You guessed, it, the software company wants the Internet search directory to
halt its advertising campaign that features “Lycos,” the expert-fetching
The suit was filed in U.S. District Court in Boston by closely held Labrador,
which makes “E-Retriever” software that lets users find a Web site by typing a
simple word into an Internet browser, such as “lunch,” rather than the entire
address, such as www.lunch.com.
Labrador alleges that Lycos was aware of the company and its use of the
Labrador name and logo before Lycos introduced its television, print and radio
ad campaign. Lycos officials weren’t immediately available to comment.
Danvers, MA-based Labrador is asking a judge to stop Lycos from using the dog
as its logo and to award unspecified damages for trademark violations, unfair
competition and deceptive trade practices.
The ads tell users to “Go Get It” using Lycos, “the fastest and easiest way”
to find what they are looking for on the Web. The campaign, which integrates
national cable television, drive-time spot radio, direct mail and outdoor,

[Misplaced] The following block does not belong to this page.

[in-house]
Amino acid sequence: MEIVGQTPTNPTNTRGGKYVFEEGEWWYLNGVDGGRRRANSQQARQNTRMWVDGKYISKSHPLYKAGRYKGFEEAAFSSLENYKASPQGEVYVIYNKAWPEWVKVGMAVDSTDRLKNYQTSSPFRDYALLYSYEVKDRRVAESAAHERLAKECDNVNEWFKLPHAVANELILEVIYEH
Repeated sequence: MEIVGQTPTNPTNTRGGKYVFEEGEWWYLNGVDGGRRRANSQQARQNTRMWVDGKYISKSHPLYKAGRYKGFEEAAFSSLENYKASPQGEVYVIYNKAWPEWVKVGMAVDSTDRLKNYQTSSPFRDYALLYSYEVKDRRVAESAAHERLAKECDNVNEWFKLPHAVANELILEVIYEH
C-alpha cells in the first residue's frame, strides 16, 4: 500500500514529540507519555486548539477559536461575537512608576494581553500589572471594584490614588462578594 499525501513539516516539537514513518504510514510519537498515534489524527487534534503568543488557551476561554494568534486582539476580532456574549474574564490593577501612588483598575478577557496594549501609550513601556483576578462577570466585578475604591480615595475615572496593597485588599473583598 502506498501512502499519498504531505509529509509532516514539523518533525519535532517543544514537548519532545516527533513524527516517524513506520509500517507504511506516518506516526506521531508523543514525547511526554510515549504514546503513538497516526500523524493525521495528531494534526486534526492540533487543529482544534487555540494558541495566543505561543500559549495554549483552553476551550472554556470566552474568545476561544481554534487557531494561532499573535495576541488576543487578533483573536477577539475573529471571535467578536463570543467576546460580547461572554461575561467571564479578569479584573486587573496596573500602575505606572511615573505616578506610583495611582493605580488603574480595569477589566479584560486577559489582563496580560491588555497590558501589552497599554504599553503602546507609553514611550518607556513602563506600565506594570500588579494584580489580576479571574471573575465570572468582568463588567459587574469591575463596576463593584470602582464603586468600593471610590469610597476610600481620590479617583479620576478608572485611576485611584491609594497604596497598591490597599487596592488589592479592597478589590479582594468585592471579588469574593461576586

print and online advertising, was created in conjunction with
Bozell Worldwide/New York.
“We believe they knew of us long before they started using our mark,” Victor
Polk, a Boston lawyer at Bingham Dana LLP, which is representing Labrador.
Lycos “knew of the substantial recognition and goodwill associated with
(Labrador’s trade names),” Labrador’s lawyers said in the suit. Lycos
officials “chose to use the `Labrador Retriever’ in order to trade off the
After the Lycos campaign began running on radio and television, Labrador
claims it received calls from customers such as Lucent Technologies Inc. and
prospective clients such as Compaq Computer Corp. that were confused by Lycos’
use of the dog logo.
“Users are confused if are we Lycos and what’s what,” Labrador Chief Executive
John Furrier told Bloomberg. “They are making (the Labrador dog) the
centerpiece of their ad campaign, and that’s troubling for us.”
Labrador alleges that Lycos was aware of Labrador through articles that ran in
trade publications, marketing its product at trade shows and through
television exposure. It alleges that Lycos employees in September logged onto
Labrador’s Web site.
There was no immediate response from Lycos.